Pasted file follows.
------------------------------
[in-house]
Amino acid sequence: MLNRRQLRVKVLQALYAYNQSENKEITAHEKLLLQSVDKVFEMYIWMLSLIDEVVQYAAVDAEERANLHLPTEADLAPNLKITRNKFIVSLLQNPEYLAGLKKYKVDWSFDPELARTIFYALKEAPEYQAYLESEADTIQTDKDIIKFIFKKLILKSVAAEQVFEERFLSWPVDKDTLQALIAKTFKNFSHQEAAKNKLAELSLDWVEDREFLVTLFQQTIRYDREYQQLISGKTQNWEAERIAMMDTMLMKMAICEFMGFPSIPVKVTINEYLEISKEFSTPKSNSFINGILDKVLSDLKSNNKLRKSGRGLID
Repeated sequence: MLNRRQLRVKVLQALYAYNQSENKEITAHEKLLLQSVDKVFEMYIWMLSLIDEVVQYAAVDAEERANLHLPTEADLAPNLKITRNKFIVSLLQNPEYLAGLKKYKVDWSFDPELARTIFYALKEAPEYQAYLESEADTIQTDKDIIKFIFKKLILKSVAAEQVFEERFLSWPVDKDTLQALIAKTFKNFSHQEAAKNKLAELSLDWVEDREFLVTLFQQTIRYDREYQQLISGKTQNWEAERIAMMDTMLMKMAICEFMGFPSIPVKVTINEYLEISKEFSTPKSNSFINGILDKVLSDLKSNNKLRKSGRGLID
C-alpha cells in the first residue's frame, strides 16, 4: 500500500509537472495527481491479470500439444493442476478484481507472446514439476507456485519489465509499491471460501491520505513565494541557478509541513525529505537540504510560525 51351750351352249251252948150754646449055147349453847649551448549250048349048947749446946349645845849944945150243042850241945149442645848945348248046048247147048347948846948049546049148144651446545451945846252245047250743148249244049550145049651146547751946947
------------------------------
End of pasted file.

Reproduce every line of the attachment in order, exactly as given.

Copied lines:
[in-house]
Amino acid sequence: MLNRRQLRVKVLQALYAYNQSENKEITAHEKLLLQSVDKVFEMYIWMLSLIDEVVQYAAVDAEERANLHLPTEADLAPNLKITRNKFIVSLLQNPEYLAGLKKYKVDWSFDPELARTIFYALKEAPEYQAYLESEADTIQTDKDIIKFIFKKLILKSVAAEQVFEERFLSWPVDKDTLQALIAKTFKNFSHQEAAKNKLAELSLDWVEDREFLVTLFQQTIRYDREYQQLISGKTQNWEAERIAMMDTMLMKMAICEFMGFPSIPVKVTINEYLEISKEFSTPKSNSFINGILDKVLSDLKSNNKLRKSGRGLID
Repeated sequence: MLNRRQLRVKVLQALYAYNQSENKEITAHEKLLLQSVDKVFEMYIWMLSLIDEVVQYAAVDAEERANLHLPTEADLAPNLKITRNKFIVSLLQNPEYLAGLKKYKVDWSFDPELARTIFYALKEAPEYQAYLESEADTIQTDKDIIKFIFKKLILKSVAAEQVFEERFLSWPVDKDTLQALIAKTFKNFSHQEAAKNKLAELSLDWVEDREFLVTLFQQTIRYDREYQQLISGKTQNWEAERIAMMDTMLMKMAICEFMGFPSIPVKVTINEYLEISKEFSTPKSNSFINGILDKVLSDLKSNNKLRKSGRGLID
C-alpha cells in the first residue's frame, strides 16, 4: 500500500509537472495527481491479470500439444493442476478484481507472446514439476507456485519489465509499491471460501491520505513565494541557478509541513525529505537540504510560525 51351750351352249251252948150754646449055147349453847649551448549250048349048947749446946349645845849944945150243042850241945149442645848945348248046048247147048347948846948049546049148144651446545451945846252245047250743148249244049550145049651146547751946947